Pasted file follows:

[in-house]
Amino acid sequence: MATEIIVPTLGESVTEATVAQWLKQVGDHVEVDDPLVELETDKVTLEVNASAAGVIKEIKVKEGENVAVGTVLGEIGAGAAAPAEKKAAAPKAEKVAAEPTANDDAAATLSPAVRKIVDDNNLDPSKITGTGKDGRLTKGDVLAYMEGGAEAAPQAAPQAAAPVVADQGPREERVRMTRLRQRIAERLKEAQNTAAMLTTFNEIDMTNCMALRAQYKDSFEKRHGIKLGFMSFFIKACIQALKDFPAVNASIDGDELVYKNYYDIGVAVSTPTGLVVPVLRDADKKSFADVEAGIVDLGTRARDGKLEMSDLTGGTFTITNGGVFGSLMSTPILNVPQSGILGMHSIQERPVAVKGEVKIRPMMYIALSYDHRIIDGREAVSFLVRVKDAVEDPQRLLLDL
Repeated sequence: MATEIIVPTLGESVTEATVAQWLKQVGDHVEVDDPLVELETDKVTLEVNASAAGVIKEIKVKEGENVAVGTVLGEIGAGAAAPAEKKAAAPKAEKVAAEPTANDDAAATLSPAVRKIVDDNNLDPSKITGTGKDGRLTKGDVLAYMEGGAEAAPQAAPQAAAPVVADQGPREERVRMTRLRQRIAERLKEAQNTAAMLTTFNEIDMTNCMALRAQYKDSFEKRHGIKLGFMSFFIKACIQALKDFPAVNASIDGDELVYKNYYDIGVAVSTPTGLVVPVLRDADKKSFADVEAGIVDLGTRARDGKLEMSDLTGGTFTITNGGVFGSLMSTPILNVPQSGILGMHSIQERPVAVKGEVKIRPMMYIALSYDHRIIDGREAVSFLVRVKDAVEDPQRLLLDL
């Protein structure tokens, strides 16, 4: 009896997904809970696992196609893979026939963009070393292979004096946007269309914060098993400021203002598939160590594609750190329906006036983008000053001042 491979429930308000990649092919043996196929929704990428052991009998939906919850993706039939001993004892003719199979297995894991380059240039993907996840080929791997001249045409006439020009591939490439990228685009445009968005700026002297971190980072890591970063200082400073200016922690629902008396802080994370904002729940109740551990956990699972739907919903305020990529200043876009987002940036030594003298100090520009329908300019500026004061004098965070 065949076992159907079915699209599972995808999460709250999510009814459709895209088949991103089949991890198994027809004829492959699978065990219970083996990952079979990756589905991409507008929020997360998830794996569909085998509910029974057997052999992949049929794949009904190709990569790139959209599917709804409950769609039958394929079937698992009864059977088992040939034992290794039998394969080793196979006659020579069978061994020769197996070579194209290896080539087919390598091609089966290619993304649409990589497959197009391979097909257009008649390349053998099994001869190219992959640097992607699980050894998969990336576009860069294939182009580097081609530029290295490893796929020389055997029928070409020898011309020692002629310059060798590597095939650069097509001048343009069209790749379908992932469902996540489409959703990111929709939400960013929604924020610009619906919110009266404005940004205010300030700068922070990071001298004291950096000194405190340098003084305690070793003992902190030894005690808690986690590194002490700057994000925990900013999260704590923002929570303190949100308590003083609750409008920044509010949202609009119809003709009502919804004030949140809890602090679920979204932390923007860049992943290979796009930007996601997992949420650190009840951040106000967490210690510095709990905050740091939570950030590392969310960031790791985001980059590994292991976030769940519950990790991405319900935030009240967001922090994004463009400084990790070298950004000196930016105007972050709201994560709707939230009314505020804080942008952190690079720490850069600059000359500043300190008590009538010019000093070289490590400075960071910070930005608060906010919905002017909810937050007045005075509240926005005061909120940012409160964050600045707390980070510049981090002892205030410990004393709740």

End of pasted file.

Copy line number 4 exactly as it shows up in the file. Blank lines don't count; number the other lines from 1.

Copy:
């Protein structure tokens, strides 16, 4: 009896997904809970696992196609893979026939963009070393292979004096946007269309914060098993400021203002598939160590594609750190329906006036983008000053001042 491979429930308000990649092919043996196929929704990428052991009998939906919850993706039939001993004892003719199979297995894991380059240039993907996840080929791997001249045409006439020009591939490439990228685009445009968005700026002297971190980072890591970063200082400073200016922690629902008396802080994370904002729940109740551990956990699972739907919903305020990529200043876009987002940036030594003298100090520009329908300019500026004061004098965070 065949076992159907079915699209599972995808999460709250999510009814459709895209088949991103089949991890198994027809004829492959699978065990219970083996990952079979990756589905991409507008929020997360998830794996569909085998509910029974057997052999992949049929794949009904190709990569790139959209599917709804409950769609039958394929079937698992009864059977088992040939034992290794039998394969080793196979006659020579069978061994020769197996070579194209290896080539087919390598091609089966290619993304649409990589497959197009391979097909257009008649390349053998099994001869190219992959640097992607699980050894998969990336576009860069294939182009580097081609530029290295490893796929020389055997029928070409020898011309020692002629310059060798590597095939650069097509001048343009069209790749379908992932469902996540489409959703990111929709939400960013929604924020610009619906919110009266404005940004205010300030700068922070990071001298004291950096000194405190340098003084305690070793003992902190030894005690808690986690590194002490700057994000925990900013999260704590923002929570303190949100308590003083609750409008920044509010949202609009119809003709009502919804004030949140809890602090679920979204932390923007860049992943290979796009930007996601997992949420650190009840951040106000967490210690510095709990905050740091939570950030590392969310960031790791985001980059590994292991976030769940519950990790991405319900935030009240967001922090994004463009400084990790070298950004000196930016105007972050709201994560709707939230009314505020804080942008952190690079720490850069600059000359500043300190008590009538010019000093070289490590400075960071910070930005608060906010919905002017909810937050007045005075509240926005005061909120940012409160964050600045707390980070510049981090002892205030410990004393709740």